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Lesson 3 Strengths of rule-based SQL optimization
Objective List the benefits of the rule-based optimizer.

Advantages of SQL Rule-Based Optimization

The Oracle "Rule-based Optimizer" (RBO) has been deprecated. Oracle began deprecating the RBO with the release of Oracle 9i, which was introduced in the early 2000s. Since then, Oracle has focused on the "Cost-based Optimizer" (CBO), which uses statistical information about the data to determine the most efficient way to execute SQL queries. The Rule-based Optimizer was officially desupported in Oracle 10g, making the Cost-based Optimizer the standard for query optimization in Oracle databases. Oracle's emphasis on the CBO reflects its greater flexibility and efficiency in handling diverse and complex database environments, particularly as databases scale in size and complexity. Oracle recommends that users rely on the CBO and maintain up-to-date statistics for optimal performance.

Benefits of Rule-based Optimization

We need to remember to separate the hype from the reality of the SQL optimizers. While Oracle publicly states that the cost-based optimizer[1] is superior to rule-based optimization, experienced DBAs know that the rule-based optimizer will often make a faster execution plan. The safest way to test SQL is to always try the rule hint whenever you are experimenting with alternative execution plans. After all, even in Oracle8, Oracle application products continue to utilize the rule-based optimizer. While the cost-based optimizer may eventually replace the rule-based method, it is not dead by any means.

Rule-based SQL optimizer versus Cost-based optimizer prior to Oracle 11g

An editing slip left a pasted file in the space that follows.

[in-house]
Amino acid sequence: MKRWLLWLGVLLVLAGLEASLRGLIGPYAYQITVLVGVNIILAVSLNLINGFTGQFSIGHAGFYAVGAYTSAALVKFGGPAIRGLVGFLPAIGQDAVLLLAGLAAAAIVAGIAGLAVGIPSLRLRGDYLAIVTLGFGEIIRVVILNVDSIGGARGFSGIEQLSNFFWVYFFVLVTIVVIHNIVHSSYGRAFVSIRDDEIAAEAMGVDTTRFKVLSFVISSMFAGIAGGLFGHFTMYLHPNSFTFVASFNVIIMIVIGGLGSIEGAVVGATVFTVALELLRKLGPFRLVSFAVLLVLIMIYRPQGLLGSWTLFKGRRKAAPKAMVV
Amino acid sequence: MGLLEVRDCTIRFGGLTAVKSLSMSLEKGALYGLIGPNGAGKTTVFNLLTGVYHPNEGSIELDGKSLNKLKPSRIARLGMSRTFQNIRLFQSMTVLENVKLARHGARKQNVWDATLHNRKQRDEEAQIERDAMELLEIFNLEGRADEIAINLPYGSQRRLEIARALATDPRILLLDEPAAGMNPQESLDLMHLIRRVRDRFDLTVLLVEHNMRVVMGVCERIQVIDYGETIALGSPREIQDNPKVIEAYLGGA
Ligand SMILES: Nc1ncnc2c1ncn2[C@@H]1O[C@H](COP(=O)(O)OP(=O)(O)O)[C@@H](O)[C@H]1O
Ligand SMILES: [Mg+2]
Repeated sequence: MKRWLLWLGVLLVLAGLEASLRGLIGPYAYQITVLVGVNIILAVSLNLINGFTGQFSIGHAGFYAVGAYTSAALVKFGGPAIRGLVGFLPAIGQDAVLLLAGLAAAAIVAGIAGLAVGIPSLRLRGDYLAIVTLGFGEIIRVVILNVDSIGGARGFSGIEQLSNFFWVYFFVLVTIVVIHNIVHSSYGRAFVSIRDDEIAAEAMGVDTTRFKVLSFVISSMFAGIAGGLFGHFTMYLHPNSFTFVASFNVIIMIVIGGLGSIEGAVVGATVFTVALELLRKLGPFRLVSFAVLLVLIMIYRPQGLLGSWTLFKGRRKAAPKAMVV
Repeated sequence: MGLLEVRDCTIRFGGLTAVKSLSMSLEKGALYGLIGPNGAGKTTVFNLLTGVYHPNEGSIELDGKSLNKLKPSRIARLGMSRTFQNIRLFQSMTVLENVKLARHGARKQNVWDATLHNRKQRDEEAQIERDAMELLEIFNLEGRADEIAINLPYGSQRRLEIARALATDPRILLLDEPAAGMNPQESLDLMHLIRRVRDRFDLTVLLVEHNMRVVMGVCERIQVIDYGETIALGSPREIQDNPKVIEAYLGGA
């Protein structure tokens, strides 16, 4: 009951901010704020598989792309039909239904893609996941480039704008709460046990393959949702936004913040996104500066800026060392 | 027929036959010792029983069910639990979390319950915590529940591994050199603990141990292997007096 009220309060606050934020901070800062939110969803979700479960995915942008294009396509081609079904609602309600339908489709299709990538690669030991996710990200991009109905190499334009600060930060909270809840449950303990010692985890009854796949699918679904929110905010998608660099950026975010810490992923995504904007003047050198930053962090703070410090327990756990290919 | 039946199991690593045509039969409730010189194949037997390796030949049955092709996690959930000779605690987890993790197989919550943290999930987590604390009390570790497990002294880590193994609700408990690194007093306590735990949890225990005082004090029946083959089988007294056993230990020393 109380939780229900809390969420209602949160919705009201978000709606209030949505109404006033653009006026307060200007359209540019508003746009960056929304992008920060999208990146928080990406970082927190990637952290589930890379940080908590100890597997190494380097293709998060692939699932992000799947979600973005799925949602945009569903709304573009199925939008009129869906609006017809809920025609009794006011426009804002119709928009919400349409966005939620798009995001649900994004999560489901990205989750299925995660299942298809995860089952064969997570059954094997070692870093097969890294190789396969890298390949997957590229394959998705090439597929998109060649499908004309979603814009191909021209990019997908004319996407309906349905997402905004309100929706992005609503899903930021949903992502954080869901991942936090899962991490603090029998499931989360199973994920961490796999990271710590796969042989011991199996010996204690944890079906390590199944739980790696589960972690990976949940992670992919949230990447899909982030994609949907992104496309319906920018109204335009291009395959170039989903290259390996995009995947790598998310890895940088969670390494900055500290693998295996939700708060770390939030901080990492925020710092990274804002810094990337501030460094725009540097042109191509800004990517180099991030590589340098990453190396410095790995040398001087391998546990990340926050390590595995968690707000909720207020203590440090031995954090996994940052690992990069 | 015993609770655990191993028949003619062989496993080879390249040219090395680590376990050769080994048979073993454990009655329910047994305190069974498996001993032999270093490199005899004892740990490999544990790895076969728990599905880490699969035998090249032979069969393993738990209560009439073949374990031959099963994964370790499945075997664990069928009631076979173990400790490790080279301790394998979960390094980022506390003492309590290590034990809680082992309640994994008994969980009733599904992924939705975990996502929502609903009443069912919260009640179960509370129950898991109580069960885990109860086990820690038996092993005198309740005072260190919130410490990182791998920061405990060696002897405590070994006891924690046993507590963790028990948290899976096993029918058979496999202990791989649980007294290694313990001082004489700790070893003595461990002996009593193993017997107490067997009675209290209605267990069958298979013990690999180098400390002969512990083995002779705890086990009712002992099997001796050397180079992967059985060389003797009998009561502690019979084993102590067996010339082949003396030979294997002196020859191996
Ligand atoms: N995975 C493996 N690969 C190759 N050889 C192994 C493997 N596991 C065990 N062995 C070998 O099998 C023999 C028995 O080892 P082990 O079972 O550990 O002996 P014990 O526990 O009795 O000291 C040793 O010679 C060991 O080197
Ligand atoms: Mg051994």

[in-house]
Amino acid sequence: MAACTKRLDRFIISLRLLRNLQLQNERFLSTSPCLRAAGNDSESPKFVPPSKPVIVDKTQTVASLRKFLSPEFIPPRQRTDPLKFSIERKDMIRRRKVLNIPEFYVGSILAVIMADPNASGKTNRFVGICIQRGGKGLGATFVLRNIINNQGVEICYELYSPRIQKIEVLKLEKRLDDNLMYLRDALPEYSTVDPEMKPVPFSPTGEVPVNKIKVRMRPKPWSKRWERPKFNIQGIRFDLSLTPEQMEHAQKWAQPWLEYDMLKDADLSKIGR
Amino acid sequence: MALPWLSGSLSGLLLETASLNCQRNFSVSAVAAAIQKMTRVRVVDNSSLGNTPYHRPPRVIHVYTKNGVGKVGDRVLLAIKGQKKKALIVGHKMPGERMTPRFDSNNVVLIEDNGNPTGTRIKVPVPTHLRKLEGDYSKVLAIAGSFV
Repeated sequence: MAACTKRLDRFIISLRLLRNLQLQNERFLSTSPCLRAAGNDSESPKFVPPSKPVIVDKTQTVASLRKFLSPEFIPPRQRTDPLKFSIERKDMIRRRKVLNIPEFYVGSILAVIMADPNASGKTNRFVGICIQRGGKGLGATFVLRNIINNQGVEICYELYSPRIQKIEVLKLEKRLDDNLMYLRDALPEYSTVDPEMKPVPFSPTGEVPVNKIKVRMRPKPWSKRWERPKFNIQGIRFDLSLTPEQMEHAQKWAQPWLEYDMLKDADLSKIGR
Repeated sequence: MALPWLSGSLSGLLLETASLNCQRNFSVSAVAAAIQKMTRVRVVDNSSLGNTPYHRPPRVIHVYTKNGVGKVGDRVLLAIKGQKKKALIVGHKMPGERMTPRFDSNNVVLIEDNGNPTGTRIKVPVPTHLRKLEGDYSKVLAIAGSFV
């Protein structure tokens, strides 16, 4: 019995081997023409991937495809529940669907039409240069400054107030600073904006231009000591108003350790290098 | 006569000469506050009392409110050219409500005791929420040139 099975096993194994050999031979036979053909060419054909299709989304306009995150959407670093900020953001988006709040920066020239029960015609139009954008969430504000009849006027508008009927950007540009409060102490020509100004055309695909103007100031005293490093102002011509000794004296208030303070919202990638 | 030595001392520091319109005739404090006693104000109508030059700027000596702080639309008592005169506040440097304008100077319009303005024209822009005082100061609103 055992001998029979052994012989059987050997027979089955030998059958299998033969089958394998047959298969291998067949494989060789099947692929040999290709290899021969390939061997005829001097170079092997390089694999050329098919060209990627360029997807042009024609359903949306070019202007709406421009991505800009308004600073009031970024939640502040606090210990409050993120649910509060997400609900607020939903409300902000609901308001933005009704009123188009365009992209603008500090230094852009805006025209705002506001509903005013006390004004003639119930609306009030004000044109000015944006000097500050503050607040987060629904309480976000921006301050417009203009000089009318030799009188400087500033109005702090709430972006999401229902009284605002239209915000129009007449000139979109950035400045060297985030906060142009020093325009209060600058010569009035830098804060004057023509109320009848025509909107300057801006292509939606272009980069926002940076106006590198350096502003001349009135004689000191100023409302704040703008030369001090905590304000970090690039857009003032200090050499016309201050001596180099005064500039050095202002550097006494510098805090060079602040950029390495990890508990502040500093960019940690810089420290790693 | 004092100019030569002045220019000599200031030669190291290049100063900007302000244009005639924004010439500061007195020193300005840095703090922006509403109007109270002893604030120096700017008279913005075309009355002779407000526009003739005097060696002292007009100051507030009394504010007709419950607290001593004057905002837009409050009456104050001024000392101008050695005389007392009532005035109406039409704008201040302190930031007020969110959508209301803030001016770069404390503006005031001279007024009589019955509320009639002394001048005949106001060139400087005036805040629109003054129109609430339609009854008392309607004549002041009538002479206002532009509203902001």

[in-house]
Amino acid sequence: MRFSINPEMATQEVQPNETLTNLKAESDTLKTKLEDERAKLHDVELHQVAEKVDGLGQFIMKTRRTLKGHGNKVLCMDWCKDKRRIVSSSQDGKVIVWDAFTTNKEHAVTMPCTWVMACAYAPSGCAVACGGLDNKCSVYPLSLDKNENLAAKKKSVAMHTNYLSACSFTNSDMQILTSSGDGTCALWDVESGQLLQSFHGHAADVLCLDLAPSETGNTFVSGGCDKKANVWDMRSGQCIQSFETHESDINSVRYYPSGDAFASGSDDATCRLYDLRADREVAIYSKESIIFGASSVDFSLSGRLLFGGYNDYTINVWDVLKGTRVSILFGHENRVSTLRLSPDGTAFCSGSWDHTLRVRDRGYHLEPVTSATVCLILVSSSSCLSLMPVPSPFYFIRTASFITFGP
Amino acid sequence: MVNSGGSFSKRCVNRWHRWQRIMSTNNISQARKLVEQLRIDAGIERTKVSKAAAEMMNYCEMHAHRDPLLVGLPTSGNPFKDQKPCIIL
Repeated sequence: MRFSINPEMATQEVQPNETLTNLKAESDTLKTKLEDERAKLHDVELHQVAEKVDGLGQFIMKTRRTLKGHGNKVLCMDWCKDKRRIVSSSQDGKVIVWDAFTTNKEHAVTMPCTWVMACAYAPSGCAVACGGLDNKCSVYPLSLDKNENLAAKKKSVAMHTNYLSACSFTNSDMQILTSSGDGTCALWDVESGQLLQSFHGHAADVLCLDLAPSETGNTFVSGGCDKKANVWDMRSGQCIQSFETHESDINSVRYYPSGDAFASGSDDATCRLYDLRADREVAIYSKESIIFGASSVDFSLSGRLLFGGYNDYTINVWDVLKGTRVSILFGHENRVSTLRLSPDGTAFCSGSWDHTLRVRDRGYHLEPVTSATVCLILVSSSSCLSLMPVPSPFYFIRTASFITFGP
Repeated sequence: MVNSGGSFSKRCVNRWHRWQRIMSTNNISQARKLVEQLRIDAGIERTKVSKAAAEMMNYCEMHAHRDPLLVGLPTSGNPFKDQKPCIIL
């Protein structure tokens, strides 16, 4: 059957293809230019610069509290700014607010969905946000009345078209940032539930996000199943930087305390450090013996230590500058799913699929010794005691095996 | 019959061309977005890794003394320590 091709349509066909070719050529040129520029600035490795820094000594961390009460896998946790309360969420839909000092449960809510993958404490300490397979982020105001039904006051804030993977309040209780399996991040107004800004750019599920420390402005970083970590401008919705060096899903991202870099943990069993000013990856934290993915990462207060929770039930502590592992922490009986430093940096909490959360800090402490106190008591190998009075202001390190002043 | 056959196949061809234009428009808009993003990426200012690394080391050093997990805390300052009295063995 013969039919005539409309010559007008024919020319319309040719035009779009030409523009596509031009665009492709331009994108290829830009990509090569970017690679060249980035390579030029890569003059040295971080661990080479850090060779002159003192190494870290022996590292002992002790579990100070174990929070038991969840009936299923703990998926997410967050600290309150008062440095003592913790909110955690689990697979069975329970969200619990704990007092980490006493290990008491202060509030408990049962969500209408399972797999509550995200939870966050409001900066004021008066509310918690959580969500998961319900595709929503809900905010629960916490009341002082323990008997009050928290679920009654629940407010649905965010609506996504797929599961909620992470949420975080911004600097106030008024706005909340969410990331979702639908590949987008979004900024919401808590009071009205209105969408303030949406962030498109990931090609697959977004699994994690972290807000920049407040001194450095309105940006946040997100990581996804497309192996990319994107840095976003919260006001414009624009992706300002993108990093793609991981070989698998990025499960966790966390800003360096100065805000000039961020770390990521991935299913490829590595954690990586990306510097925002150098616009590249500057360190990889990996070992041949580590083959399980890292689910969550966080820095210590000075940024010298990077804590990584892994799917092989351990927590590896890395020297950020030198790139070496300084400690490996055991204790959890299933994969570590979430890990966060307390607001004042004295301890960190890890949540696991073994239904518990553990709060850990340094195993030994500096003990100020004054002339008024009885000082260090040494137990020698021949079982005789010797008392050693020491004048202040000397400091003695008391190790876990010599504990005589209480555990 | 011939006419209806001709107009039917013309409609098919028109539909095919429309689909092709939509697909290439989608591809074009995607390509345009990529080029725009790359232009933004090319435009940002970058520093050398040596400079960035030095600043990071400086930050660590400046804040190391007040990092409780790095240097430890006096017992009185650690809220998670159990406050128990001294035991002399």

The rule-based SQL optimizer (RBO) was generally not more efficient than the cost-based optimizer (CBO) even prior to Oracle 11g. Here's why:
  1. Limited Intelligence: The RBO primarily relied on a fixed set of rules and heuristics. It lacked the CBO's ability to analyze database statistics (table sizes, index information, data distribution). This often led to suboptimal execution plans, especially for complex queries.
  2. CBO Advantages: Even in earlier versions, the CBO was capable of a more nuanced analysis of the data and possible query paths.
  3. Situational Performance: In certain very specific and simplistic scenarios, the rule-based optimizer might have had a slight edge due to its lower initial overhead. However, for the majority of real-world queries, CBO would outperform it.
  4. Predictability vs. Efficiency: The RBO had an advantage in terms of predictability of the chosen query plan, which is sometimes desirable for legacy systems. However, predictability came at the cost of performance.

Why Oracle Introduced RBO Historically
  • Early databases had limited statistics gathering and processing power. Simpler RBO algorithms were sufficient for the queries of the time.
  • As databases grew in size and complexity, the CBO became essential for efficient query optimization.

Inadequate or obsolete table and index Statistics exist

The rule-based optimizer may have been better for queries that have very dynamic data, and the statistics may be obsolete. In a cost-based environment where the data characteristics are rapidly changing, the rule-based optimizer may have made a better access decision. The cost-based optimizer is improving with every release of Oracle. As it continued to improve, rule-based optimization was deprecated with Oracle 11g.

[1] Cost-Based Optimizer (CBO): The Oracle Cost-Based Optimizer (CBO) is a component of the Oracle database that analyzes various possible execution plans for an SQL query. It leverages statistics about the data (e.g., table size, data distribution) to estimate the "cost" of each plan and chooses the one it deems most efficient.

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